Zadar Airport has grown in importance since Ryanair arrived in 2007. A guide to flights, parking, transfers, car rental and more.
- Getting from the airport to Zadar – bus transfers
- Taxi and Uber from Zadar Airport
- Private transfers to the airport
- Driving to the airport
- Parking at the airport
- Who flies to Zadar?
- Which destinations connect with Zadar?
- Airport car rental in Zadar
- Getting to Split from the airport in Zadar
- From Zadar Airport to Dubrovnik
- Arrivals at Zadar
- Departures from Zadar
- An overview of facilities at the airport
- Hotels near the airport in Zadar
- What is the airport code for Zadar?
- Airport statistics for Zadar
- Zadar Airport – useful numbers
- History of the airport in Zadar
Liburnija Zadar runs the bus services from Zadar to the airport. Buses to the airport start at 05:30. They leave firstly from the old town bus station at Liburnska Obala. The bus makes two stops before getting to the airport: at the main bus station (platform 8) and near the ferry port Gaženica (you will be able to enter the bus at the Crodux service station near the port). Tickets are 25 kuna one-way, and this includes luggage.
The departure point from the airport into town is the front gate of the international arrivals terminal. The bus timetable is available online.
Taxis are available 24/7, and the taxi stand is in front of the international arrivals exit. The taxi price can vary but should be in the range of 170 kuna. Alternatively, the ride-sharing app, Uber, operates in the region. Simply order your ride via their app.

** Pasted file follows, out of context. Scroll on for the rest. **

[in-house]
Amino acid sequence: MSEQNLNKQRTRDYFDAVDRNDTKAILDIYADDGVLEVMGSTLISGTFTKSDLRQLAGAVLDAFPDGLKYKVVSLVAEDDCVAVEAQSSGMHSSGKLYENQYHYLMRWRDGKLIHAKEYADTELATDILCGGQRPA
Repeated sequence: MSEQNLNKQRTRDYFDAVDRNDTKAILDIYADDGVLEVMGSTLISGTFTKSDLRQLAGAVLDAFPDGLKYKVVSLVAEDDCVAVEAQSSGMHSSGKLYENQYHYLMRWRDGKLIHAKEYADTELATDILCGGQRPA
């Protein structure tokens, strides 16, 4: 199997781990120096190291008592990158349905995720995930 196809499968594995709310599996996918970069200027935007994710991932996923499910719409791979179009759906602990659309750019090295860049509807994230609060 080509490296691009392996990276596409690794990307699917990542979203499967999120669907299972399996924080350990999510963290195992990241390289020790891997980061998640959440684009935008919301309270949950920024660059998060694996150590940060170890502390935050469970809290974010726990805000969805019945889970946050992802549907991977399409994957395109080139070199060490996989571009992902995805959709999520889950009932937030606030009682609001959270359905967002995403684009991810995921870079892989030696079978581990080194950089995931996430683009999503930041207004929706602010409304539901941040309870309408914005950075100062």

If you are looking to arrange a private transfer to or from the airport, please contact us
Driving to the airport should present few problems. The route form the city is fairly straightforward and should not take more than 20 minutes. If you are coming by motorway from further afield, then exit the A1 motorway at exit Zadar 2. Then follow the signs to the airport.
With almost 600 parking spaces available, finding a spot to park will not be a problem. The first ten minutes are free, the first hour is charged at 20 kuna, 10 kuna for the second hour and then down to 5 kuna for the third hour. After that, each additional hour will cost 2 kuna. Payment can be done in cash or by credit card. For more information on parking and pricing, visit the airport website page.
The airport was, during one of their best recent seasons, served by the following airlines: Austrian Airlines, Titan Airways, Flybe/Stobart Air, Croatia Airlines, Lufthansa, easyJet, Eurowings, Luxair, LOT, Ryanair, Skywor, and Vueling. Currently, in February of 2021, the only airline flying to Zadar is Croatia Airlines, connecting it to Zagreb twice weekly. The airport’s website currently doesn’t provide any plans for the future connections, so we’ll just have to wait and see how many providers returns to Zadar in the 2021 season.
The arrival of Ryanair in 2007 revolutionised air travel in Zadar, and the former Dalmatian capital used to have an enviable selection of destinations during the season. We’ll just have to wait and see which of these connections return in the near future. For more details, check out the official route map above.
As one would expect for such a busy tourist airport, there are plenty of rent a car options at the airport in Zadar. With more than 20 companies vying for your business, you should be able to get a good deal. The full list of car rental agencies is on the airport website.